Sat, 15 Jan 1994 10:12:00 PST

Passmore writes:

"I believe that a concept of conciousness can exist without reference
to a specific material construction (for humans that material
construction would be the organic brain). The attempts to create
artificially intelligent computers based on non-organic materials
seems to indicate at least a belief that conciousness may be created
without the specific hardware present in humans. To take this to its
extreme, one might argue that if conciousness remains the same thing
regardless of the hardware supporting it then the conciousness(or
mind) exists separately from specific hardware involved.

This is not to say that this conciousness can exist without hardware
to support it. I merely hold that conciousness can exist regardless
of what hardware is supporting it."

I think Passmore is drawing the wrong conclusion from AI work (which, it
should be noted, has not achieved anything even vaguely resembling
"consciousness", and is having enormous problems in even having computers
reason in a sui generis manner). If one accepts that mind=brain (that is,
mind is simply a name for a property that the brain has has a material entity
and does not come, somehow, from without), then it follows that a computer
based on non-organic materials also has the potential of exhibiting the
capacities we associate with ourselves--consciousness, meaning, reasoning,
beliefs, emotions, etc. It is not that mind exists separately from
specific hardware, but mind is a property of hardware (and software). (Note
that androids such as Data in Star Trek, while having all the smarts and then
some of humans, lack emotion, beliefs, etc--an unwillingness on the part of
the writers to accept the possibility that these latter are, indeed, merely
phenomena of the brain, hence potentially duplicable in an android.) If one
grants that these properties that we associate with ourselves--and often
associated with ourselves as what makes us human--are simply the product of a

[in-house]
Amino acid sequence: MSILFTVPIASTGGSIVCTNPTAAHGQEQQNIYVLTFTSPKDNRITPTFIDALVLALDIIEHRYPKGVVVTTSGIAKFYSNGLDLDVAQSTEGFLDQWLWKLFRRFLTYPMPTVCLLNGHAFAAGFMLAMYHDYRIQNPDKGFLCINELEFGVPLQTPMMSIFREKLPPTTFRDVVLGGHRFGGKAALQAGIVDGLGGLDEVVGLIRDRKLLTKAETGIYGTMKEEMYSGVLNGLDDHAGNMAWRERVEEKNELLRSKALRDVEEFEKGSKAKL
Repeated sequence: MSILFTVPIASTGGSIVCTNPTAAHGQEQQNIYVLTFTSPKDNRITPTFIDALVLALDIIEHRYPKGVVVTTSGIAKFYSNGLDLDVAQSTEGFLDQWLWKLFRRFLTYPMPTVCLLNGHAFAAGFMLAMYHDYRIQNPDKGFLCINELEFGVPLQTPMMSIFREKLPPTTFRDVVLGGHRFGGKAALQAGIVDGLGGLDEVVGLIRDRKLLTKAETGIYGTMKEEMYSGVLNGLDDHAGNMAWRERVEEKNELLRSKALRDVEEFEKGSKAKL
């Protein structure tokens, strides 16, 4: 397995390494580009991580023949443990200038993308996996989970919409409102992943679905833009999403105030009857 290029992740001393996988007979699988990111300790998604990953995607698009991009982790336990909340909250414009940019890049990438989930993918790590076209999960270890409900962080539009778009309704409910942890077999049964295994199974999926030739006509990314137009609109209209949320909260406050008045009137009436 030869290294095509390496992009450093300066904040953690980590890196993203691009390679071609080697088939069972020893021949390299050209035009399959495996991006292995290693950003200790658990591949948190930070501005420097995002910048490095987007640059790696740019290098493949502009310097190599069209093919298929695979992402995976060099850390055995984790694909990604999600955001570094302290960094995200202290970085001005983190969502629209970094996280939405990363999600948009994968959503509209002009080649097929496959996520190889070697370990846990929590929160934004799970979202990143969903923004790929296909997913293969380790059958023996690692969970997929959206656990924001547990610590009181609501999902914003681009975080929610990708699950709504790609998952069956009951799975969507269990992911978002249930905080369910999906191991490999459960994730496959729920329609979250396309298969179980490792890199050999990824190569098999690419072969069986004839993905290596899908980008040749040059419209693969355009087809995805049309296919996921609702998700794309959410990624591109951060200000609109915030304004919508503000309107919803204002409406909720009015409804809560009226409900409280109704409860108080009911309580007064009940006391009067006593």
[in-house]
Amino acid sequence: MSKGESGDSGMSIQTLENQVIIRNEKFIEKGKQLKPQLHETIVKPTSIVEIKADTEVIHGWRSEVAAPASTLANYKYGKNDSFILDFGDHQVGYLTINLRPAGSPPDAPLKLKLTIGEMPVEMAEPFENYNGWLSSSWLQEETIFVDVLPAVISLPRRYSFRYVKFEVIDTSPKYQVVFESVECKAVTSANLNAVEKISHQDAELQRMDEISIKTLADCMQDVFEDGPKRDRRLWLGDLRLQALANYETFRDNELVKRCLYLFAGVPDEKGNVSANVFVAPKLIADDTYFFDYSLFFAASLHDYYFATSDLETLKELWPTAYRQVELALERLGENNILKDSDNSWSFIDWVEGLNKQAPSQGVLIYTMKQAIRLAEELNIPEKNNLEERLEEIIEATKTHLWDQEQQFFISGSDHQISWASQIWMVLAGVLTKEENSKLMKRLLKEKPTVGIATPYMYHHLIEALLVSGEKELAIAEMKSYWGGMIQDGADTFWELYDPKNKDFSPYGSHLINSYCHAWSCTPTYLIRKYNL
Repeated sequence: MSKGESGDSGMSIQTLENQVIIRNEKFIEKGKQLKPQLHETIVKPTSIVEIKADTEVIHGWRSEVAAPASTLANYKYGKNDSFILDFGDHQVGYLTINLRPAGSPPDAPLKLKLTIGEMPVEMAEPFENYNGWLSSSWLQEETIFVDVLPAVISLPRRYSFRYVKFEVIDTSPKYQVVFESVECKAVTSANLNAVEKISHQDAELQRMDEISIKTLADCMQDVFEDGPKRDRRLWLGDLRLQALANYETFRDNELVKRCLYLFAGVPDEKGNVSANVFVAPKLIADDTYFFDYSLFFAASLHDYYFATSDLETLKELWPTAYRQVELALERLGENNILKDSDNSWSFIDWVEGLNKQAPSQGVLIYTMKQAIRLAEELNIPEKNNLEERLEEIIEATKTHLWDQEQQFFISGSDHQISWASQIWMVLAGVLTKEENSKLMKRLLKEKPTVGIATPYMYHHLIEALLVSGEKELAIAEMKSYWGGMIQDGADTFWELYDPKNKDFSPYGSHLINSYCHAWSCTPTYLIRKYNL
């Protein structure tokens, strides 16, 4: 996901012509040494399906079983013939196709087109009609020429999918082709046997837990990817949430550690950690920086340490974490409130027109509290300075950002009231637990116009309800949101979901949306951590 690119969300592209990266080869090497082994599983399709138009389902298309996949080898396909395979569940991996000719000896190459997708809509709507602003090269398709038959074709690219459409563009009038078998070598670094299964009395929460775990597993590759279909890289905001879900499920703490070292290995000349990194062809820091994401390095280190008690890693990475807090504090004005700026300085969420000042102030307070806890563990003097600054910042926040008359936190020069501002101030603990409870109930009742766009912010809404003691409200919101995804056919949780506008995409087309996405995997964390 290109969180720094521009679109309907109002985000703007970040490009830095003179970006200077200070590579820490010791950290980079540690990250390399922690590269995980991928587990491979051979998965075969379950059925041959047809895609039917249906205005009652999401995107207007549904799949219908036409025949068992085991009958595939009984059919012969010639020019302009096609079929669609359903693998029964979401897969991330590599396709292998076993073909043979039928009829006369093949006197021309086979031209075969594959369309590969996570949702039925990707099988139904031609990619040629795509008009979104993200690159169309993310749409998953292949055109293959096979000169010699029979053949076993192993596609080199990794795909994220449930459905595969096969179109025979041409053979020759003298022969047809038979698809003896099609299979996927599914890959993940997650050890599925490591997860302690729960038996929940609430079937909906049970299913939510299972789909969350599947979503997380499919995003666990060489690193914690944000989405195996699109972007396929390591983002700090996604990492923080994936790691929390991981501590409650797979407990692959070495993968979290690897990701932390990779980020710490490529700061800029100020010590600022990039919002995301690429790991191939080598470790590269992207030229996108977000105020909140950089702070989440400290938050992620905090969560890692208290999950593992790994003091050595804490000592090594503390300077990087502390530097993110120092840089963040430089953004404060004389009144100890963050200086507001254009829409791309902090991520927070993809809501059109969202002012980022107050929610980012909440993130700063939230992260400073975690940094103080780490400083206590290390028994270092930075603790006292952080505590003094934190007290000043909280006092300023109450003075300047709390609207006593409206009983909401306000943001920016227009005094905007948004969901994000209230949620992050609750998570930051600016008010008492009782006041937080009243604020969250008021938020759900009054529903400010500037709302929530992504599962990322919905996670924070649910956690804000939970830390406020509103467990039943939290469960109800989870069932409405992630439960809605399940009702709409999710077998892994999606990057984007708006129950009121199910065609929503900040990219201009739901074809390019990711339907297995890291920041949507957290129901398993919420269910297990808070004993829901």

material brain, then we can ask: To what extent are these necessary
properties of a "smart brain", and to what extent are these properties that
have been selected for via natural selection? For if you accept the thesis
that mind=brain, and the brain has arisen via natural selection, then
properties of the mind are either selected for directly via natural
selection, or are epiphenomena of other properties. Now consider something
like religion and belief in spiritual powers (or however it may be
expressed). Could we have a brain with all of its reasoning capacities yet
not have a belief in a god or gods? That is, is the belief in gods, the
afterlife, etc. a property that was selected for, or is it an epiphenomena of
properties of, say, reasoning powers in the brain that were selected for.
Now if the latter, then the implication is that an android such as Data would
necessarily also have a belief in god or gods.

It seems that accepting ourselves as purely material (i.e., having arisen via
natural selection without some kind of outside "force" or whatever also being
part of our makeup) implies that if we are sufficiently clever in
constructing androids we may/will arrive at the point where what we create
has the properties we often associate with ourselves as what makes us "human"
and not just "another animal." How will we deal with androids that are
conscious, have belief in gods, capable of developing moral codes, etc?

D. Read